The Gaia hypothesis is based on a systems- theoretical understanding of life. A living being is therefore an open and entropy- producing system that can reactively and self-organizingly adapt to its environment in such a way that it is able to keep its entropy dynamically below its maximum entropy by exporting entropy. Another central characteristic of living beings is reproduction .
In order to underpin the Gaia hypothesis and to counter the criticism that it is purely teleological , Lovelock created Daisyworld, a simple computer simulation in which life in a self-regulating process maintains constant environmental conditions on a planet despite changing external parameters.
Effect and spiritual transfiguration
Since its formulation, the hypothesis has been in the discussion between criticism and fascination for the image it transports.
The founder of the Gaia Hypothesis, James Lovelock, comments:
- “When I speak of a living planet, I shouldn't have any animistic overtones; I am not thinking of a sentient earth or of stones that move according to their own will and purpose. I think of everything the earth might do, such as climate control, as automatic, not as an act of will; above all, I think of none of it as happening outside the strict limits of the natural sciences. I respect the attitudes of those who find solace in the church and say their prayers, but at the same time admit that logic alone does not provide convincing grounds for believing in God. In the same way I respect the attitudes of those who find solace in nature and perhaps want to say their prayers to Gaia. "
In the course of the ecology movement , the Gaia hypothesis has found many supporters in the hippie and New Age movements. Here the earth is occasionally represented as an "animated" organism that - like an earth goddess - punishes and rewards. This gives processes of an ecosystem a meaning that leads to teleological attempts at explanation. The founders of the hypothesis have always distanced themselves from such an interpretation of their hypothesis.
The Gaia hypothesis is presented in the movie Kingsman: The Secret Service as a research area of the fictional scientist Professor James Arnold.
- Nadja Podbregar: Organism Earth? From the Gaia hypothesis to the system earth In: Nadja Podbregar; Dieter Lohmann: In focus: geological knowledge. How does our planet work? Springer Verlag, Berlin, Heidelberg, 2013, e- ISBN 978-3-642-34791-7 , pp. 153-160.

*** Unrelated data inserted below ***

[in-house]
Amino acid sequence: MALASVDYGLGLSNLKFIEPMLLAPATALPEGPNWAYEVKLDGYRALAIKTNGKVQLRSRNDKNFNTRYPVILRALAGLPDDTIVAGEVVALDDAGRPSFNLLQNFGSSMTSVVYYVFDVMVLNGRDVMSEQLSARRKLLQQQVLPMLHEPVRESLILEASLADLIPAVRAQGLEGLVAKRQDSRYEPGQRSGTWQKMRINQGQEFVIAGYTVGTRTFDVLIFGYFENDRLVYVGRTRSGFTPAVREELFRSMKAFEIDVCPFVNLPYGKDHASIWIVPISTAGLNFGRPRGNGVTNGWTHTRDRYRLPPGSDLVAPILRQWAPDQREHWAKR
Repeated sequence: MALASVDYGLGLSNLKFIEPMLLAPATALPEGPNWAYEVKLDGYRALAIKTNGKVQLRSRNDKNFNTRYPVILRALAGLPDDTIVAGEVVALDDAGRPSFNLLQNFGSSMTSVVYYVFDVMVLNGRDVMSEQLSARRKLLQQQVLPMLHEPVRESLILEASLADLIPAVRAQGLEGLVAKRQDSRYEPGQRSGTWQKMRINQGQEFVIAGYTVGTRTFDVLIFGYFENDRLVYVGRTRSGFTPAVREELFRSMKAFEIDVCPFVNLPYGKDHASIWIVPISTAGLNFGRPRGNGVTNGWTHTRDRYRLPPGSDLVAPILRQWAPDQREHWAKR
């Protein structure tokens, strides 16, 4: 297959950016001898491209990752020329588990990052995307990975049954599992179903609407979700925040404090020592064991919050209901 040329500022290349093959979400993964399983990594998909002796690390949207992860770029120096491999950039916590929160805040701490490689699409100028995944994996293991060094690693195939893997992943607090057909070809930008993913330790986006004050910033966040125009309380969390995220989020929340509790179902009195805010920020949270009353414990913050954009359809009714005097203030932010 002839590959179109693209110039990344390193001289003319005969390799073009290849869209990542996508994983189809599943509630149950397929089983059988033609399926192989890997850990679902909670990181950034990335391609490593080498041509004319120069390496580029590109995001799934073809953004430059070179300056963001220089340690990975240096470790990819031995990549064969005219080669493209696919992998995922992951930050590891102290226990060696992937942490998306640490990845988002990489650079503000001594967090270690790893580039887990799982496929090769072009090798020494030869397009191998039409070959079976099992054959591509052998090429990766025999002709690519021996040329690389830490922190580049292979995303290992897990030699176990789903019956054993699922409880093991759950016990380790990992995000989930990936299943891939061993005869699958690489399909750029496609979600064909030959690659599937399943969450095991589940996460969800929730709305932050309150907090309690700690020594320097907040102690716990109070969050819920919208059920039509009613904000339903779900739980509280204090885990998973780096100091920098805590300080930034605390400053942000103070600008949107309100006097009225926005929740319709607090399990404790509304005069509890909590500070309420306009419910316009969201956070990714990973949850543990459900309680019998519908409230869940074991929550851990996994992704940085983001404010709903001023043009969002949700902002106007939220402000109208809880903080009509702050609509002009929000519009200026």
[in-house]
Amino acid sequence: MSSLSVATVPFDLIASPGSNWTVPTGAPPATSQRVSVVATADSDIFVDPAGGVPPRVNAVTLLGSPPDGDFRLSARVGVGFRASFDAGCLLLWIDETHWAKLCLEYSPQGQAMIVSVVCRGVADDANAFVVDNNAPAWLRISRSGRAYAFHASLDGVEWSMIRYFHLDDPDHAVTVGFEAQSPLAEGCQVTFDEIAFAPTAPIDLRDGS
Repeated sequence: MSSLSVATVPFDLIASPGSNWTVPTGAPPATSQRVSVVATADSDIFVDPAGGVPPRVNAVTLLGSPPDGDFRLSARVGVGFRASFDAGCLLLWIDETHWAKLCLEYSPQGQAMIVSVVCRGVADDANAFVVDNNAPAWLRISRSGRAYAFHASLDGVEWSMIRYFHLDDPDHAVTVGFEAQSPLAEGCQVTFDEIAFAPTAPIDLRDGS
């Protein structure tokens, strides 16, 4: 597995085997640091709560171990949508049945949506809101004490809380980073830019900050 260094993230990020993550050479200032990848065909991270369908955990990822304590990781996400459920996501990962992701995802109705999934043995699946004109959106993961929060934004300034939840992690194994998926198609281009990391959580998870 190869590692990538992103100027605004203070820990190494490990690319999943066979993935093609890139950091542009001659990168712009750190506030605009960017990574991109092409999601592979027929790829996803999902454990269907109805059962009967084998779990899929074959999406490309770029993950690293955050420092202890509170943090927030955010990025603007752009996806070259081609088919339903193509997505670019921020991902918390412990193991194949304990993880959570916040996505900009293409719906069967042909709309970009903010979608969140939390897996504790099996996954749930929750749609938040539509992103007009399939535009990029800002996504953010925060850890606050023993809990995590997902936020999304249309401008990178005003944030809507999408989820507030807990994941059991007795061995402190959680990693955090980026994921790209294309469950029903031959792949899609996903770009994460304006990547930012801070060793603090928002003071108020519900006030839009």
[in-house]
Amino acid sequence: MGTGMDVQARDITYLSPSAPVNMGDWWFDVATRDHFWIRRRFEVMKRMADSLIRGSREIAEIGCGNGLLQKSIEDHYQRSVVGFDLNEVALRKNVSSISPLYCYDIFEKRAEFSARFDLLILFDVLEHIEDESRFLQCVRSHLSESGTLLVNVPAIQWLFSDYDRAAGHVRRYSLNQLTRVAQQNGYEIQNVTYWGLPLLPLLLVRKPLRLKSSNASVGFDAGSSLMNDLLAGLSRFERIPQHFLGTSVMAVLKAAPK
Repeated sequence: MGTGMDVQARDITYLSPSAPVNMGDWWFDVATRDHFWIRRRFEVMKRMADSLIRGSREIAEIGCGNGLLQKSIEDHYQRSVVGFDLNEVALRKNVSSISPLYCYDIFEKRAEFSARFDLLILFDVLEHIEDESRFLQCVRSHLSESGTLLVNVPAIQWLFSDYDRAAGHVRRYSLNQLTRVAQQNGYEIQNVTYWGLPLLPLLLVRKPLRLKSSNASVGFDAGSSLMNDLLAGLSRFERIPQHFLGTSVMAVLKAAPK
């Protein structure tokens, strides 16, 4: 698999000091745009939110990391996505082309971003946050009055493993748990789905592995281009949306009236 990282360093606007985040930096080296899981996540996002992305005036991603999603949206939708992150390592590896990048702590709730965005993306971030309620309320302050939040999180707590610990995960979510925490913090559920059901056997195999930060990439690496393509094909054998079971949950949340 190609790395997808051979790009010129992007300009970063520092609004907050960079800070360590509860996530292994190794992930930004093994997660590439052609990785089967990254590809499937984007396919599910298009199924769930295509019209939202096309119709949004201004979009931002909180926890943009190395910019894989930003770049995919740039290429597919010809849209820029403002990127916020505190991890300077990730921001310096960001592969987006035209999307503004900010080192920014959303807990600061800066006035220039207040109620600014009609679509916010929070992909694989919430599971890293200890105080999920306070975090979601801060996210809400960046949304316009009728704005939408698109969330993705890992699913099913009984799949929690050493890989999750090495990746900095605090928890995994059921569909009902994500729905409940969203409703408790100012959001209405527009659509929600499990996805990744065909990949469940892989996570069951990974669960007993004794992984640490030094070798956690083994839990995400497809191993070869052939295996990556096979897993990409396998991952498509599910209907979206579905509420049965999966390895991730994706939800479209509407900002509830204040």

- Helan Jaworski: Le Géon ou la Terre vivante . Librairie Gallimard, Paris 1928.
- Jim E. Lovelock: Our Earth Will Survive: GAIA, An Optimistic Ecology. (From the English by Constanze Ifantis-Hemm.) Piper, Munich 1982, ISBN 3-492-02580-3 ; Original: James Lovelock: Gaia - a new look at life on Earth ; 1979
- James Lovelock: The Gaia Principle: The Biography of Our Planet. (Translated from the English by Peter Gillhofer and Barbara Müller.) Artemis & Winkler, Zurich, Munich 1991. Ill., Graphic representation; ISBN 3-7608-1050-0 , original: The ages of Gaia
- James Lovelock: Gaia: The earth is a living being. (Translated from the English by Jochen Eggert and Marcus Würmli.) Scherz, Bern, Munich, Vienna 1992. 191 p .; Ill., Graph. Darst .; ISBN 3-502-17420-2 ; Original: GAIA - The practical science of planetary medicine
- James Lovelock: Gaia's Revenge. Why the earth is resisting. List 2007, ISBN 3-471-79550-2 .
- Lynn Margulis: Symbiotic Planet: A New Look at Evolution . Basic Books, ISBN 0-465-07272-0 .
- Lynn Margulis: The Other Evolution . 1999. ISBN 3-8274-0294-8 . (German translation)
- Elisabet Sahtouris: Gaia. Earth's past and future . Insel Verlag, Frankfurt / M. 1998, ISBN 3-458-16525-8 .
- ↑ James Lovelock, Lynn Sagan: Atmospheric homeostasis by and for the biosphere: the Gaia hypothesis In: Tellus. Series A. Stockholm: International Meteorological Institute. Vol. 26 (1-2), 1974, pp. 2-10.
- ^ L. Paul Knauth: Salinity history of the Earth's early ocean. In: nature 395 , pp. 554–555 (October 8, 1998)
- ↑ http://www.nobelprize.org/nobel_prizes/literature/laureates/1983/golding-lecture.html
- ^ Glenn E. Shaw: Bio-controlled thermostasis involving the sulfur cycle. Climate Change 5, 1983, pp. 297-303, doi: 10.1007 / BF02423524 .
- ↑ Peter Ward : Gaia's evil twin: Is life its own worst enemy? In: New Scientist No. 2713